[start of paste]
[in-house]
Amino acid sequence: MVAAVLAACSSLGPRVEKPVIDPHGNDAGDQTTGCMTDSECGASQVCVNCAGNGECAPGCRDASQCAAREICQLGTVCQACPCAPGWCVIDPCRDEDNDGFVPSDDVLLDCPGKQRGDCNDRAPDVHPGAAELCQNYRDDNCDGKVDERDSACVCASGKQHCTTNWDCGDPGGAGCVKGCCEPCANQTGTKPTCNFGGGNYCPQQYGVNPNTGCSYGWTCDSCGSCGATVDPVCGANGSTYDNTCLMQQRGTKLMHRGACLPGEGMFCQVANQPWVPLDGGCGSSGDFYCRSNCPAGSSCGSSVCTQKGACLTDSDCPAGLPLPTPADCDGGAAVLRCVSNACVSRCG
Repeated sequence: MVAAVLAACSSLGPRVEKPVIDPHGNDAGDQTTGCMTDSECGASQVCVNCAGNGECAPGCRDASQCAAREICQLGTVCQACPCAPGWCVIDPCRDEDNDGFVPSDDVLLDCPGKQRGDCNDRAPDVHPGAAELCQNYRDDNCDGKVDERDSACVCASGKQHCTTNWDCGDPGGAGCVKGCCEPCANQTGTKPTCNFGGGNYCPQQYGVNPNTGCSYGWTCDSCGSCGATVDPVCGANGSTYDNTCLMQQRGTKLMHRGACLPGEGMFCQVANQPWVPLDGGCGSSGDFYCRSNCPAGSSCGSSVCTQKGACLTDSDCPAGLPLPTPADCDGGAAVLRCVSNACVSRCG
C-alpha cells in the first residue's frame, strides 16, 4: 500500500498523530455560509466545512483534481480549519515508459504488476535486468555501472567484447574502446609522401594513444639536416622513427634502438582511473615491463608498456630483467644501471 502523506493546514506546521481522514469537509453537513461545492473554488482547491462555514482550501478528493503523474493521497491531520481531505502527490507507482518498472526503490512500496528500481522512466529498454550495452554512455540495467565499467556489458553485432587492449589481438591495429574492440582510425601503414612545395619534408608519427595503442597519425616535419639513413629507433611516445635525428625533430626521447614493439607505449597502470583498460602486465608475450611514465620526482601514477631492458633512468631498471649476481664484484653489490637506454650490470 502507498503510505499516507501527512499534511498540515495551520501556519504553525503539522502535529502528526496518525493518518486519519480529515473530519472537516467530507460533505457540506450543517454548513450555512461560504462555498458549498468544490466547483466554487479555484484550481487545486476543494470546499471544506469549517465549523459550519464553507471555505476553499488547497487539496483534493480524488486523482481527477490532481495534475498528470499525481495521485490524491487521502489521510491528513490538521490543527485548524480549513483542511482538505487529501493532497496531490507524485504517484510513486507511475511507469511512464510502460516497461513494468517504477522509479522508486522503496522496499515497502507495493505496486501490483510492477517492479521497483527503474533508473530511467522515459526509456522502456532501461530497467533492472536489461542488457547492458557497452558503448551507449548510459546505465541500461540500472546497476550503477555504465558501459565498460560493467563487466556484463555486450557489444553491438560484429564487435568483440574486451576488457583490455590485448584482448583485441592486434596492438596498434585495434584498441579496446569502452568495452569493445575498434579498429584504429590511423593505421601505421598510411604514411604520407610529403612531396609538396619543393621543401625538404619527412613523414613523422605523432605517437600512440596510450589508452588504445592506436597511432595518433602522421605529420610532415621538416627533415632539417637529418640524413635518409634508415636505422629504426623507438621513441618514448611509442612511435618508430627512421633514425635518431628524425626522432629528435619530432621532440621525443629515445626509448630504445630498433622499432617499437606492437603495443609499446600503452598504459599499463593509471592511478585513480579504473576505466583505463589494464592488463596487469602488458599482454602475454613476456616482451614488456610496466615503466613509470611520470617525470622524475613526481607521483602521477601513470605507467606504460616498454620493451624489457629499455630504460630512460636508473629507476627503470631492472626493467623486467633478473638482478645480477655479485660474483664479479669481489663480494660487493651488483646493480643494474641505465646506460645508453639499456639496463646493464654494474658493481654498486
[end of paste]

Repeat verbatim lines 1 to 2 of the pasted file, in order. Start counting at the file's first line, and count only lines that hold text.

[in-house]
Amino acid sequence: MVAAVLAACSSLGPRVEKPVIDPHGNDAGDQTTGCMTDSECGASQVCVNCAGNGECAPGCRDASQCAAREICQLGTVCQACPCAPGWCVIDPCRDEDNDGFVPSDDVLLDCPGKQRGDCNDRAPDVHPGAAELCQNYRDDNCDGKVDERDSACVCASGKQHCTTNWDCGDPGGAGCVKGCCEPCANQTGTKPTCNFGGGNYCPQQYGVNPNTGCSYGWTCDSCGSCGATVDPVCGANGSTYDNTCLMQQRGTKLMHRGACLPGEGMFCQVANQPWVPLDGGCGSSGDFYCRSNCPAGSSCGSSVCTQKGACLTDSDCPAGLPLPTPADCDGGAAVLRCVSNACVSRCG